- being self-employed,
- studying (with comprehensive sickness
- being self-sufficient or retired (with comprehensive sickness insurance), or
- looking for work.
The EU citizen should be treated the same as a British national when doing any of these activities.
If someone is not exercising a treaty right and they are a burden on the host state then they can be returned to their country of nationality in some situations.
After five years (or three in some cases) of exercising treaty rights, someone can apply for permanent residence (PR).
What is permanent residence?
PR means that someone no longer has to demonstrate that they are exercising treaty rights to be treated in the same way as a British national while they are in the UK.
Once someone has had PR for a year, they may apply for British citizenship. They will need proof of PR to do so.
Children who are born in UK after 30 April 2006 to a parent who has PR will automatically be British nationals.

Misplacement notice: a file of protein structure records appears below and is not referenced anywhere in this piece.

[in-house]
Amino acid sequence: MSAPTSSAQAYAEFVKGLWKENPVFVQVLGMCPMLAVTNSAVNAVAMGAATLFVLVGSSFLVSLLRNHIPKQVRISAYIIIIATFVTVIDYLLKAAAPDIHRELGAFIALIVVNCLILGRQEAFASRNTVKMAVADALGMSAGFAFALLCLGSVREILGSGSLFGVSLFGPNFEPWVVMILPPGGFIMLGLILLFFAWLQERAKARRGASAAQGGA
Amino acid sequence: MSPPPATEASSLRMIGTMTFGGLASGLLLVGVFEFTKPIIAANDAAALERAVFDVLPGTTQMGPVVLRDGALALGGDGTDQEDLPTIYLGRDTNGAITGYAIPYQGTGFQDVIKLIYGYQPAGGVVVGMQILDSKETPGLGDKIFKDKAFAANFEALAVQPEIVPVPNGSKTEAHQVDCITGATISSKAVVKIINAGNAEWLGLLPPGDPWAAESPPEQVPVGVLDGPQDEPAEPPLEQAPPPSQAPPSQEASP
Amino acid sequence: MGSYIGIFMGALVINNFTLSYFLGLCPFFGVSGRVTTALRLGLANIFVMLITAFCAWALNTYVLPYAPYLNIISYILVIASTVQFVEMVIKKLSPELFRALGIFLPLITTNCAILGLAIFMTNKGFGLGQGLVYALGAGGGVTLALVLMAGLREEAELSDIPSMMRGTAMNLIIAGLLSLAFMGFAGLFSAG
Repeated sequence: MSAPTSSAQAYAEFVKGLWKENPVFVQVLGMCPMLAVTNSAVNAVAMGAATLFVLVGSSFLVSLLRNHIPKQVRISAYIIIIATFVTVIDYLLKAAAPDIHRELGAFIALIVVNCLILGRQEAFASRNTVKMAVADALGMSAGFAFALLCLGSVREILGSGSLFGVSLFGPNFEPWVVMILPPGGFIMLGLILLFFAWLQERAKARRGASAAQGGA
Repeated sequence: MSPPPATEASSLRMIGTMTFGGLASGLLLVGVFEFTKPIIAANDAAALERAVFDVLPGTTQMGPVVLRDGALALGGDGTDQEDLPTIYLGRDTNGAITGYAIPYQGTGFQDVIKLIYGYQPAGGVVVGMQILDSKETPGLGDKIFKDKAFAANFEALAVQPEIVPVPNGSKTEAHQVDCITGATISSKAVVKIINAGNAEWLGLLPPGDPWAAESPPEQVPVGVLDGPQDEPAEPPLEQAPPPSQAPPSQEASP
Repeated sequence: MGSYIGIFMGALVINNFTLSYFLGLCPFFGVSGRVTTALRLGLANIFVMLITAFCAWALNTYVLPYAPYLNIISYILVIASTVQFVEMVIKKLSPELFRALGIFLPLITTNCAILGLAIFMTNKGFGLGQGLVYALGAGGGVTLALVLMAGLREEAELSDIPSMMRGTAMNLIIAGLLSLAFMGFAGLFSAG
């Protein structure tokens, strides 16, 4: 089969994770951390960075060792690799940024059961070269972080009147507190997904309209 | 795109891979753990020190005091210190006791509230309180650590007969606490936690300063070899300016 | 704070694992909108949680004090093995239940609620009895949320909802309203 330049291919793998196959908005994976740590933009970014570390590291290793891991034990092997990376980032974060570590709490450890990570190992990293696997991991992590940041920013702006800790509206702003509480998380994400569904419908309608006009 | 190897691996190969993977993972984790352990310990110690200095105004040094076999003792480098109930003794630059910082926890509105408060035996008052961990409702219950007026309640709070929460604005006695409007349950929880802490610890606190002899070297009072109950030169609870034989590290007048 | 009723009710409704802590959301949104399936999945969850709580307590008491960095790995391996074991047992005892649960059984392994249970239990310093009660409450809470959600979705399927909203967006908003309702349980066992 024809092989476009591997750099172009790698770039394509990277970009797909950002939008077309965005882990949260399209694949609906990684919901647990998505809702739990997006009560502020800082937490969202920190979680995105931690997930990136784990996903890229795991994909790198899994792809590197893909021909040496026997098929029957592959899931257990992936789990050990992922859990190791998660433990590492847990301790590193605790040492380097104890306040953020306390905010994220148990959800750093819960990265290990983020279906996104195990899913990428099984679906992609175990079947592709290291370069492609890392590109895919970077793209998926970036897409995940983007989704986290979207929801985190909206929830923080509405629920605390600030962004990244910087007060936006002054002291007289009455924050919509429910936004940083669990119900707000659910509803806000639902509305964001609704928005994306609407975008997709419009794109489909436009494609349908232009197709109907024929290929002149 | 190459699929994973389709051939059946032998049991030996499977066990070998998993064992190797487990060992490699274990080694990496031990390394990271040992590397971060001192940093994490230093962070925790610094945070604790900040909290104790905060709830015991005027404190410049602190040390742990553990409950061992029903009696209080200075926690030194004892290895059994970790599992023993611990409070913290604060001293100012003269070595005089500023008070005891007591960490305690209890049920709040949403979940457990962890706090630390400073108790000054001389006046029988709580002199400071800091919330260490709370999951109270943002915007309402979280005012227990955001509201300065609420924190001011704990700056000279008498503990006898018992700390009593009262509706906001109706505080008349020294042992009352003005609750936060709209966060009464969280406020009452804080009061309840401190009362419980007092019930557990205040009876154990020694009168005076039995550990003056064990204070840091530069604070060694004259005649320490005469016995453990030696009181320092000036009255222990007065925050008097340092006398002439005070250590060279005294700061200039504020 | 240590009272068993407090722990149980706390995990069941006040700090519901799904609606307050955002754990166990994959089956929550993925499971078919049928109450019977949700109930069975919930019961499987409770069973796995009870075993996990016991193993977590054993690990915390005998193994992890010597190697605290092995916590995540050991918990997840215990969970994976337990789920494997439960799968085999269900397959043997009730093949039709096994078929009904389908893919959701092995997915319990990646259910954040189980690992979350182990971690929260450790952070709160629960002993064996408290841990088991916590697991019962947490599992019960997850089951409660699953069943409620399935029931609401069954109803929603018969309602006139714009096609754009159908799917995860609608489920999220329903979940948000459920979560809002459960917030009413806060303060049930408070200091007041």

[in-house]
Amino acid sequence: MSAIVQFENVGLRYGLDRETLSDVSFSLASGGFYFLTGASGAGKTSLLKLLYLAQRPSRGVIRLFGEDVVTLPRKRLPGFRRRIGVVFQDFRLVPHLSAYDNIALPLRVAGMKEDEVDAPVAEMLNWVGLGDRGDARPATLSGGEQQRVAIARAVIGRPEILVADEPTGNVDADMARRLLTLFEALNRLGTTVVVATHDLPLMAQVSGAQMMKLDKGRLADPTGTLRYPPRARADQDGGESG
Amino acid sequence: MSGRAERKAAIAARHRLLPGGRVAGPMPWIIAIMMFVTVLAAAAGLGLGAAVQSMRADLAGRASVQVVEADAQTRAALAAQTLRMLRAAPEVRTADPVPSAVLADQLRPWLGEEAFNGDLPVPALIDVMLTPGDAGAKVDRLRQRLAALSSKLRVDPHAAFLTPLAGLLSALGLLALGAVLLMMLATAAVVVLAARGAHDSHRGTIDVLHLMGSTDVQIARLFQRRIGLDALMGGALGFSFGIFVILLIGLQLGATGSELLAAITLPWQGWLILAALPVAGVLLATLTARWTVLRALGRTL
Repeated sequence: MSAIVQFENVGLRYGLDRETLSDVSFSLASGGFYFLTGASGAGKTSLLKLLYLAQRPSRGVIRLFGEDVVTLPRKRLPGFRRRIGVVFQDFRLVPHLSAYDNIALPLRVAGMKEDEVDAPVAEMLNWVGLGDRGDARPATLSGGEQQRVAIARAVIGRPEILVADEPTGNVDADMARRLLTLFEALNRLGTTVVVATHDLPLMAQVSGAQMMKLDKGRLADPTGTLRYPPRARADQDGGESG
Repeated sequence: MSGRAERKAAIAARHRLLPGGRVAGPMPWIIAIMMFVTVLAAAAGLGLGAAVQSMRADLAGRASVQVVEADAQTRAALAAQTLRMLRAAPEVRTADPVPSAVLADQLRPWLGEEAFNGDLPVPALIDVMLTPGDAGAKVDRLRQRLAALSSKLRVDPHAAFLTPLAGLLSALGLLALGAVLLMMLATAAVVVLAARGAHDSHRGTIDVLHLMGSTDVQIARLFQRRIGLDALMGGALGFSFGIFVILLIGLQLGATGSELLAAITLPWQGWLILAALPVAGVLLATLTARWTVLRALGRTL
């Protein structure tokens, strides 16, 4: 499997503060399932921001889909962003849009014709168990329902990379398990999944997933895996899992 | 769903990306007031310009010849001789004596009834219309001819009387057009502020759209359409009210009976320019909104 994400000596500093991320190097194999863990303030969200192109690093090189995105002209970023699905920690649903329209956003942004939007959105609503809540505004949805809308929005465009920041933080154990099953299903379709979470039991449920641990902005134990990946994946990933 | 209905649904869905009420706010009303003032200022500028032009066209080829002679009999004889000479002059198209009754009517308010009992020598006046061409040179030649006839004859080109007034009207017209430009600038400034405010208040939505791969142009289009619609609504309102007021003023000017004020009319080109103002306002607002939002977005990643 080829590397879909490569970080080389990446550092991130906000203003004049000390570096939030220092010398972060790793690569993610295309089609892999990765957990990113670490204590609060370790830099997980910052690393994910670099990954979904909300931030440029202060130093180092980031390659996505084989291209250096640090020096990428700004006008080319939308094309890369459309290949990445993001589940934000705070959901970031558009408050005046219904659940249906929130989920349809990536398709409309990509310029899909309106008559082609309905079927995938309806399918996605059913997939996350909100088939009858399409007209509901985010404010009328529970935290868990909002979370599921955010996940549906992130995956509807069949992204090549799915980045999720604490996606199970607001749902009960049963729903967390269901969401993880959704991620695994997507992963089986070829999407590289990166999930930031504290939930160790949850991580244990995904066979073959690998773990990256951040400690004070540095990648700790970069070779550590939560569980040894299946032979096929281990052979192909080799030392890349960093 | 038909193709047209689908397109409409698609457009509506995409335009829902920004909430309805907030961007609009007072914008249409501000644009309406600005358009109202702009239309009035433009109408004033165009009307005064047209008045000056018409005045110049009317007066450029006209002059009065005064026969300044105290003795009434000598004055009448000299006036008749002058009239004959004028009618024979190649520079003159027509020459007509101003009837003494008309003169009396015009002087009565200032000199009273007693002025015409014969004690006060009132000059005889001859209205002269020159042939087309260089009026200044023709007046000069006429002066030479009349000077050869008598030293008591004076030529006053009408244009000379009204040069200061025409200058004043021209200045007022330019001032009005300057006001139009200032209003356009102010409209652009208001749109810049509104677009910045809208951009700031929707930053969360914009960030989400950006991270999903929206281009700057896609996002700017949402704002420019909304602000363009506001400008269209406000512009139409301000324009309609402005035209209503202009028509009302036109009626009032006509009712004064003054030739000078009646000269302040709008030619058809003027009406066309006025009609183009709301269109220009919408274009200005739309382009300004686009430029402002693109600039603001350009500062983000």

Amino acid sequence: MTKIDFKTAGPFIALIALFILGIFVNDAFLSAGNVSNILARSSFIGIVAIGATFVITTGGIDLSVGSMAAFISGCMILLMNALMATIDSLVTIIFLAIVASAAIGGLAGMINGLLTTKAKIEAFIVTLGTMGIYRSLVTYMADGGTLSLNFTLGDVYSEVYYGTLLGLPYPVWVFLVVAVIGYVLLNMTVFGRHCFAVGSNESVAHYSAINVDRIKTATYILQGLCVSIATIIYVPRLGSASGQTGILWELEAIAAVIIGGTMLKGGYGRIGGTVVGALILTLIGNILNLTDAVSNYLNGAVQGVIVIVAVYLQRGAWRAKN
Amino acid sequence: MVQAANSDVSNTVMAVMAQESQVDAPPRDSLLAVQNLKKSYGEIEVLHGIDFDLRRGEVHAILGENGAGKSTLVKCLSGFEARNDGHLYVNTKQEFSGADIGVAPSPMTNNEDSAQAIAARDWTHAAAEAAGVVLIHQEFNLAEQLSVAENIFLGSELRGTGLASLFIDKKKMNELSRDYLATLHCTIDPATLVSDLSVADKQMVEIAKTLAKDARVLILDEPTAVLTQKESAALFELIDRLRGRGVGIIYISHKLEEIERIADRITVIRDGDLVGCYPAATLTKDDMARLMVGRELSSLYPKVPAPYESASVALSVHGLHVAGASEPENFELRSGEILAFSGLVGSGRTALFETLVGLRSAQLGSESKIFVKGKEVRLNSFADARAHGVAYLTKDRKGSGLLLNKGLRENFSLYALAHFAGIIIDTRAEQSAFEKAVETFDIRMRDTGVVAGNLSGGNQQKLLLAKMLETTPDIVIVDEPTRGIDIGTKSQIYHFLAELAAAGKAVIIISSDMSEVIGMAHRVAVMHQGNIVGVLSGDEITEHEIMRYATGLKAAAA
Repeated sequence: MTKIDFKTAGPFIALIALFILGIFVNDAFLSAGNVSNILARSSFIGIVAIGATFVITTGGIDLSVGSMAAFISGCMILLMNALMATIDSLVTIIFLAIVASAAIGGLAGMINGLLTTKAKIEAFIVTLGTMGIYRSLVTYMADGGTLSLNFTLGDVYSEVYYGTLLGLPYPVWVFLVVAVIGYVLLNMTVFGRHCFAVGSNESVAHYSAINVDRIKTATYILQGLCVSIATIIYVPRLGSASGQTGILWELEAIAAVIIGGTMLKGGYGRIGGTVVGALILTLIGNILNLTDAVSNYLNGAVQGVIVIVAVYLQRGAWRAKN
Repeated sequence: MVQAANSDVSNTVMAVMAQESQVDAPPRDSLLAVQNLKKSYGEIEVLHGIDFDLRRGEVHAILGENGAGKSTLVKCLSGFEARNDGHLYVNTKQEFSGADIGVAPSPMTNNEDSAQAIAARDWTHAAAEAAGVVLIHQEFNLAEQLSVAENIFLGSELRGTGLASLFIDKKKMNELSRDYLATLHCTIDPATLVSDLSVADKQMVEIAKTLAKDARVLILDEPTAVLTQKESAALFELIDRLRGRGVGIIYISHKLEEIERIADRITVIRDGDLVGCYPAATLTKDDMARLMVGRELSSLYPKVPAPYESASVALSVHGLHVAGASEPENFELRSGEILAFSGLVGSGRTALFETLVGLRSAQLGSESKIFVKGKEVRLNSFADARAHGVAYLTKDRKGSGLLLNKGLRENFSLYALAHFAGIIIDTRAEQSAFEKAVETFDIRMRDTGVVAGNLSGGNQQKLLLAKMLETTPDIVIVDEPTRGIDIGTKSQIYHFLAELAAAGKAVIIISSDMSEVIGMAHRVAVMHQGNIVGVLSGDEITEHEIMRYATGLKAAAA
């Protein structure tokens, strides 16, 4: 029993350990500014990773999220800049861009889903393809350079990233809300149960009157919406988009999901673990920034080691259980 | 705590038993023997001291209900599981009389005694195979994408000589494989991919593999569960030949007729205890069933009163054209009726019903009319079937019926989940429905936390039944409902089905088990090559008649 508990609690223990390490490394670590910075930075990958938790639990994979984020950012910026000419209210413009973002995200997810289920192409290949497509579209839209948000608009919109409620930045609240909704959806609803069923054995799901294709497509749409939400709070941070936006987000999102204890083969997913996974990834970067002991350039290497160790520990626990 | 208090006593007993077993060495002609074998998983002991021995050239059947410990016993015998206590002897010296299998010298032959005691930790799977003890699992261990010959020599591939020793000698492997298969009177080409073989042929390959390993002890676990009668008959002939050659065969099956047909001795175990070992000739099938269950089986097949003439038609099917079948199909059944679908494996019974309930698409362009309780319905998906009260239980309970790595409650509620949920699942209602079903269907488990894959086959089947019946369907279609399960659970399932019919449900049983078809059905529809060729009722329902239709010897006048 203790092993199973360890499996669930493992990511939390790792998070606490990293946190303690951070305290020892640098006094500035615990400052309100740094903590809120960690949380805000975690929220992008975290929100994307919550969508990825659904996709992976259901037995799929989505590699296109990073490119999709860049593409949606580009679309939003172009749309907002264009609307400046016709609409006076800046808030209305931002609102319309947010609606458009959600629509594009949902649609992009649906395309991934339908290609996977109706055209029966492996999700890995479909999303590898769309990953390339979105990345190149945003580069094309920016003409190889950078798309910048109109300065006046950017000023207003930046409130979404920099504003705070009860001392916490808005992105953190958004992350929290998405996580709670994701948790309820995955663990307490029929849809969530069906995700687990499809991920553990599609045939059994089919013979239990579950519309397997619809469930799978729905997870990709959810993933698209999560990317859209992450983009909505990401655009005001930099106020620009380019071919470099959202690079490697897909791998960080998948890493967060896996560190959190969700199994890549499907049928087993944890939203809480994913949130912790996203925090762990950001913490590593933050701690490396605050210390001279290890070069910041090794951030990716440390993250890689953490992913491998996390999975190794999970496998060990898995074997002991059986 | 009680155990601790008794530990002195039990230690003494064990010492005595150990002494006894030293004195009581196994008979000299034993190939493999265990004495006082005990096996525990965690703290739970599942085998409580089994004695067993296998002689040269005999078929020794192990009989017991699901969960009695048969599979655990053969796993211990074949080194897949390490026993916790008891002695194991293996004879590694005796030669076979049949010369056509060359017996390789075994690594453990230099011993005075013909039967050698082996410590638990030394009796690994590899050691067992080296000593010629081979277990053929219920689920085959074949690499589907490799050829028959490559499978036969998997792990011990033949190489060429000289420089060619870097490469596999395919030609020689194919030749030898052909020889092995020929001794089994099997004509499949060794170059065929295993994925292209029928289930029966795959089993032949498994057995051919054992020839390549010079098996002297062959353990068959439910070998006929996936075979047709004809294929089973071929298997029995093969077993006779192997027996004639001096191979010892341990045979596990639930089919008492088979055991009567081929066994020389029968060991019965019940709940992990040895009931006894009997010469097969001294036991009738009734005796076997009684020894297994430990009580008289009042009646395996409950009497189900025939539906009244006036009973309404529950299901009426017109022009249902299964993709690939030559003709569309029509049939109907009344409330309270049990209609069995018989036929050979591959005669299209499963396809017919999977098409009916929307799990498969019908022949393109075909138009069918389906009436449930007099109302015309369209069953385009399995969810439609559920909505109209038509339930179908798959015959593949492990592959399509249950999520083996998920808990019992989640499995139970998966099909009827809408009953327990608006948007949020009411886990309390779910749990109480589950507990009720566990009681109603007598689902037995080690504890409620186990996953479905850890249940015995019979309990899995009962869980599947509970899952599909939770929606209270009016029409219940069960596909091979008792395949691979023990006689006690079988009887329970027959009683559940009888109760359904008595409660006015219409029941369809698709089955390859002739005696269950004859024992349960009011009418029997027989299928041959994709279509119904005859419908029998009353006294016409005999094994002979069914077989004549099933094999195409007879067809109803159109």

Where a parent of a child born in UK later gains PR, the child can subsequently register as British by entitlement (a fee is payable). For more information please see the fact sheet on citizenship, available here.
The rights of non-EU family members are dependent on the EU national. A non-EU family member will need to spend five years in the UK with an EU national exercising treaty rights to gain PR, and usually would need to complete a preliminary 5 year period of residence even if they join someone with PR.
What about family members?